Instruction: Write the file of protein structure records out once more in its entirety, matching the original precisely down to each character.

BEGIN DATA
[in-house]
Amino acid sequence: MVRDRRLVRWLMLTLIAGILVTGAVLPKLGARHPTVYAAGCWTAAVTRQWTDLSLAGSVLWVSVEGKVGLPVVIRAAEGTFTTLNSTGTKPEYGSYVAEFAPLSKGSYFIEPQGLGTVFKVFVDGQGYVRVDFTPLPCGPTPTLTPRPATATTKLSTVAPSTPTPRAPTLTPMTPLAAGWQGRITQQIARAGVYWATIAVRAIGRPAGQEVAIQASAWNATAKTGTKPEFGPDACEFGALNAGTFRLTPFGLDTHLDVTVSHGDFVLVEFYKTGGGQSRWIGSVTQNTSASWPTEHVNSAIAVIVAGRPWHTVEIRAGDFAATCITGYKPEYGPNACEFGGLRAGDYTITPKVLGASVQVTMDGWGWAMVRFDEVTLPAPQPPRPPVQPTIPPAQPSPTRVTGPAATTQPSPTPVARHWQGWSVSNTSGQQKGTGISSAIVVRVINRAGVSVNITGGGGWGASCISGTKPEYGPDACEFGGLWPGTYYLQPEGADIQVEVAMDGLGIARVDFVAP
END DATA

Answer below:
[in-house]
Amino acid sequence: MVRDRRLVRWLMLTLIAGILVTGAVLPKLGARHPTVYAAGCWTAAVTRQWTDLSLAGSVLWVSVEGKVGLPVVIRAAEGTFTTLNSTGTKPEYGSYVAEFAPLSKGSYFIEPQGLGTVFKVFVDGQGYVRVDFTPLPCGPTPTLTPRPATATTKLSTVAPSTPTPRAPTLTPMTPLAAGWQGRITQQIARAGVYWATIAVRAIGRPAGQEVAIQASAWNATAKTGTKPEFGPDACEFGALNAGTFRLTPFGLDTHLDVTVSHGDFVLVEFYKTGGGQSRWIGSVTQNTSASWPTEHVNSAIAVIVAGRPWHTVEIRAGDFAATCITGYKPEYGPNACEFGGLRAGDYTITPKVLGASVQVTMDGWGWAMVRFDEVTLPAPQPPRPPVQPTIPPAQPSPTRVTGPAATTQPSPTPVARHWQGWSVSNTSGQQKGTGISSAIVVRVINRAGVSVNITGGGGWGASCISGTKPEYGPDACEFGGLWPGTYYLQPEGADIQVEVAMDGLGIARVDFVAP